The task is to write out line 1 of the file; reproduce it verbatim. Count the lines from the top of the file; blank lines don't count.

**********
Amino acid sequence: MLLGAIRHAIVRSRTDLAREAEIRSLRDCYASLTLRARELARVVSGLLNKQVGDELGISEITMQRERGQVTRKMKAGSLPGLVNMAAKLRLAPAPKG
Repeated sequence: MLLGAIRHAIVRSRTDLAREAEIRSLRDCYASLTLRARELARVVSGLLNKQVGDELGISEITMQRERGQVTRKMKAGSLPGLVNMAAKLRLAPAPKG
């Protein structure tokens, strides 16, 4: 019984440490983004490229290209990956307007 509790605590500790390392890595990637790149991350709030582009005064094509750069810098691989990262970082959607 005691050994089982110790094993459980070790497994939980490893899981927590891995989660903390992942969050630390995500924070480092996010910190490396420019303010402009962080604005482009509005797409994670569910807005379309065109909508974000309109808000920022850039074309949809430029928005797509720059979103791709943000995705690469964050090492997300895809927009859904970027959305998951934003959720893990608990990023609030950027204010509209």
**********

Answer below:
Amino acid sequence: MLLGAIRHAIVRSRTDLAREAEIRSLRDCYASLTLRARELARVVSGLLNKQVGDELGISEITMQRERGQVTRKMKAGSLPGLVNMAAKLRLAPAPKG